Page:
We are slowly changing our perception of dolphins due to the work of people such as Dr Thomas White and Ed Elsworth, we are beginning to acknowledge dolphins share similar traits of self awareness, complex social structures, complex language and thinking abilities in terms of past and future, the ability to choose to act in response to a situation and their reasoning abilities. This re-evaluation means we need to set new frontiers for the status of dolphins in terms of dolphins being ‘non-human persons’. A step forward to expanding our own consciousness and how we can learn from dolphins and how they live with one another.
Dr. White and other scientists and animal activists are making the case to recognize dolphins and other animal species as sentient creatures who deserve the same rights as people and after over 2500 scientific studies on this subject, more is being done to improve how we treat, class and recognize all animals as sentient beings and persons in their own right.
Social stigma with bereavement of a pet
Yet, some people are still embarrassed by the overwhelming grief they feel for the loss of their pet, especially if others don’t react or treat their feelings as important which leads to disenfranchised grief. One of the best articles I read about losing a dog, was by Joe Yonan in The Washington Post- ´´ The fact that our pets are so dependent on us makes it all too easy to second-guess our decisions and descend into a pit of guilt. Shouldn’t I have known? Did I do everything I could? If I had just . . . what? Taken him to the vet sooner? Insisted he be hospitalized? What if I had been home? I might not have been able to save him, but at least in his last moments he would have known I was with him, and maybe that would have made it a little easier for him if not for me. Simply stated, many people (including pet owners) feel that grief over the death of a pet is not worthy of as much acknowledgement as the death of a person,”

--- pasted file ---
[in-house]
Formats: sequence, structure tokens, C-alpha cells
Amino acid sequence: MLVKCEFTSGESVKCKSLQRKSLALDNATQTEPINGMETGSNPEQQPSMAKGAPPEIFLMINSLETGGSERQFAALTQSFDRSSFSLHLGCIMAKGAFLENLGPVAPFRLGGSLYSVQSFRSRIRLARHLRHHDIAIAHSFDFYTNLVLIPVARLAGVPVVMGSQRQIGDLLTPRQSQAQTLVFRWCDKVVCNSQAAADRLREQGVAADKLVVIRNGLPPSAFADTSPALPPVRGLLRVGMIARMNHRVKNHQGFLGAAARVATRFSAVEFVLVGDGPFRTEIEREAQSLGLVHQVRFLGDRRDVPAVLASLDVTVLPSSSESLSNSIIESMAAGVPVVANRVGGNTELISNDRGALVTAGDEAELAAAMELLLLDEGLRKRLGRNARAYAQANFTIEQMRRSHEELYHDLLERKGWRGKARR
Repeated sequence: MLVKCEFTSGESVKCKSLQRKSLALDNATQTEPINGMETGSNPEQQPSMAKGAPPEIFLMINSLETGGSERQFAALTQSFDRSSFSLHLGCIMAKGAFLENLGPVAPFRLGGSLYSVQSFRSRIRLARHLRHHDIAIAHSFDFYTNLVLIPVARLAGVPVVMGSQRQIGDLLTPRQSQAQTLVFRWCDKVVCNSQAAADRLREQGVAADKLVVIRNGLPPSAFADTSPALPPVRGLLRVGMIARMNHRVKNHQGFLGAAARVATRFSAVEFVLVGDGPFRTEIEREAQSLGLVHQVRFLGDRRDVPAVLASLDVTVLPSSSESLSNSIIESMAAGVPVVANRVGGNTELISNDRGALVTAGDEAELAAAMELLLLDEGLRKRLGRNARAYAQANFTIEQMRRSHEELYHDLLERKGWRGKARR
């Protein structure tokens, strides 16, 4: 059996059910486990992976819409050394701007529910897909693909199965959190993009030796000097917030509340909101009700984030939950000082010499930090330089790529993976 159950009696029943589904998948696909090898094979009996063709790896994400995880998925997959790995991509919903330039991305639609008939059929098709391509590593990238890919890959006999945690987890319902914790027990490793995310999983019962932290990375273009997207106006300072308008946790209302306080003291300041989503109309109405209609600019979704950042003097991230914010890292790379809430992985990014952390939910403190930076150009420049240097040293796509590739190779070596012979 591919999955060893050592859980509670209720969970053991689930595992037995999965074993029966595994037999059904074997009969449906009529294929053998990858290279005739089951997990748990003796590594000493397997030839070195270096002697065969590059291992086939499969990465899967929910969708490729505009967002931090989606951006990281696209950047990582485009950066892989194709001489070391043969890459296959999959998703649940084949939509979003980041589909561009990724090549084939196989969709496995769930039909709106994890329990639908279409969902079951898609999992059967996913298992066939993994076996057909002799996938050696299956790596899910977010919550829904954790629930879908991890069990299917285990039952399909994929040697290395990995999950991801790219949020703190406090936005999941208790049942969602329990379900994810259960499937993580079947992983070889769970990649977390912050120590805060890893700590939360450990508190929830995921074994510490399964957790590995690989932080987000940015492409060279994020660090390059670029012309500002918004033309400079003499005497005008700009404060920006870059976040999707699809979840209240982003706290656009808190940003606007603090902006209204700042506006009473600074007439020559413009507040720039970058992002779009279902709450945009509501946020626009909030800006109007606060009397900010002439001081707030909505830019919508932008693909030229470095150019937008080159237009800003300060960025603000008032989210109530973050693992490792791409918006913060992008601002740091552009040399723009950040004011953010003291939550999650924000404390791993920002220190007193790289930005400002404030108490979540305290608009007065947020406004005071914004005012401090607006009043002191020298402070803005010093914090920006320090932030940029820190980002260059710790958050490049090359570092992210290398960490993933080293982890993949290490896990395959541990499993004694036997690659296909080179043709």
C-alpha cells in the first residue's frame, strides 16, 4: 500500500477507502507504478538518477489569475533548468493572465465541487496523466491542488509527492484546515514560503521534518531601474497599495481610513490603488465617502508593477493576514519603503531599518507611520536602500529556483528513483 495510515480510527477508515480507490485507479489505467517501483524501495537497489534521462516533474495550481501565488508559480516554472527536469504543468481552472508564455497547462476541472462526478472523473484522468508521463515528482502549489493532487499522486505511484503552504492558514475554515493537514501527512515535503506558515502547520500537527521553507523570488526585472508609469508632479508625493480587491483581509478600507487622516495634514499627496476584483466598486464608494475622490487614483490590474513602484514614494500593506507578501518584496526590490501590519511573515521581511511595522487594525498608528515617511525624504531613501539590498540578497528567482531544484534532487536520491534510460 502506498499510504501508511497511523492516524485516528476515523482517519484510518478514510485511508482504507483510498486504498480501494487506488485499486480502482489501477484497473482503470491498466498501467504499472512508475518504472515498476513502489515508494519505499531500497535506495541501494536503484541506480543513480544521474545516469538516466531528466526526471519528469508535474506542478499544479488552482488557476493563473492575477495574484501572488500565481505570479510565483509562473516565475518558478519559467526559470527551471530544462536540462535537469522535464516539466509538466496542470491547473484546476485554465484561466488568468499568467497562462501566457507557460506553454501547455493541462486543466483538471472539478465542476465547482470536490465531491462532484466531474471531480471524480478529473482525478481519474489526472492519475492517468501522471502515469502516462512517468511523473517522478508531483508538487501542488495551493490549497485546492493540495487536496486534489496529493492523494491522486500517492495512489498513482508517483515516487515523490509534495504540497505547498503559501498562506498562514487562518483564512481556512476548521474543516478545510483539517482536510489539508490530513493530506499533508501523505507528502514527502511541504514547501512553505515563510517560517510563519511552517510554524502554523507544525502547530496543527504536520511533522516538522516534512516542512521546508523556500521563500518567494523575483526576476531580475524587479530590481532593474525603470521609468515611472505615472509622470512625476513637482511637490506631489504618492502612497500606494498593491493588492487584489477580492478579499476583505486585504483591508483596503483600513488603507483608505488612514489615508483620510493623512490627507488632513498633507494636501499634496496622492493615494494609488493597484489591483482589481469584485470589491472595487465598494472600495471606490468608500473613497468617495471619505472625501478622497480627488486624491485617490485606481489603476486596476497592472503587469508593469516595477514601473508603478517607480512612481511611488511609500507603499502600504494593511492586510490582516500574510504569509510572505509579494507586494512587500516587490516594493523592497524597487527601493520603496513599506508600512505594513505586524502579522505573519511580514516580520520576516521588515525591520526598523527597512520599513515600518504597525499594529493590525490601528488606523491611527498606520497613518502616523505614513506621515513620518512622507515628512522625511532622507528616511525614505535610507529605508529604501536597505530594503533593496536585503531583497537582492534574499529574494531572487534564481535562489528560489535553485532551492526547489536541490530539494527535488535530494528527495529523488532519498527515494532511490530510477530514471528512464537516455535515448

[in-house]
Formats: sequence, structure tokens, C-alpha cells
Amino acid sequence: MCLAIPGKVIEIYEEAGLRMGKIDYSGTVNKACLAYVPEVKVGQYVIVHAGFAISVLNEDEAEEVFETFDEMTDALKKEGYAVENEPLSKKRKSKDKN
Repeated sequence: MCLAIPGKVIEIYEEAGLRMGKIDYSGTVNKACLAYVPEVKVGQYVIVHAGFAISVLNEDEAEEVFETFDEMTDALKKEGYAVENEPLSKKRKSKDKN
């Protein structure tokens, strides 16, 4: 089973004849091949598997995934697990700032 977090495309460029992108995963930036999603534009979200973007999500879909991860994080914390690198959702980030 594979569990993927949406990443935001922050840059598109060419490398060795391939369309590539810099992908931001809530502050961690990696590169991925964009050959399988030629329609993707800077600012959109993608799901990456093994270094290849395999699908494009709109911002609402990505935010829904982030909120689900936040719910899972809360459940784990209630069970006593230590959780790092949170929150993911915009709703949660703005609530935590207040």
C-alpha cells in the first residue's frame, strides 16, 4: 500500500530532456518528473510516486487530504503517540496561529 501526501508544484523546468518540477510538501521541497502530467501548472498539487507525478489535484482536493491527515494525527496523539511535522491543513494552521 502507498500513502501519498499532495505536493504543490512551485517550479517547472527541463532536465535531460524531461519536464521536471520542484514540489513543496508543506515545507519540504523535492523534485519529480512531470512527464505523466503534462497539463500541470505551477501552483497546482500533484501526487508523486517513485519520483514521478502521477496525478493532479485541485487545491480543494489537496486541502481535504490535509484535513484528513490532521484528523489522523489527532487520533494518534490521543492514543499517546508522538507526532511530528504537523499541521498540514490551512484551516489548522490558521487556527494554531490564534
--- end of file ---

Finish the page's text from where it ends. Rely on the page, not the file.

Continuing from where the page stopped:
A 2002 article in the journal Society & Animals that reviewed multiple studies on pet owners grief stated that “ it is just as devastating as the loss of a human significant other”.
I went through this after loosing my ten year old dog Poppy who died due to heart failure in 2015. When I expressed my grief though, I was very surprised by the very open expressive sympathy that friends showed me. Unlike my other dogs, Poppy and I had a deeply profound bond. Many of my friends have said how devastated they were after loosing their furry family members and how long it took them to get over the loss. I have friends that went into the pits of despair with grief and to the edge of a breakdown just as one would with loosing a dearly loved spouse, close friend or family member and they were struggling to move forward. It’s nothing to be ashamed of, feeling this way about the loss of a dog or a cat or your closest best friend, who spent more time sharing moments of unconditional love and joy with you than any human friend or family member has.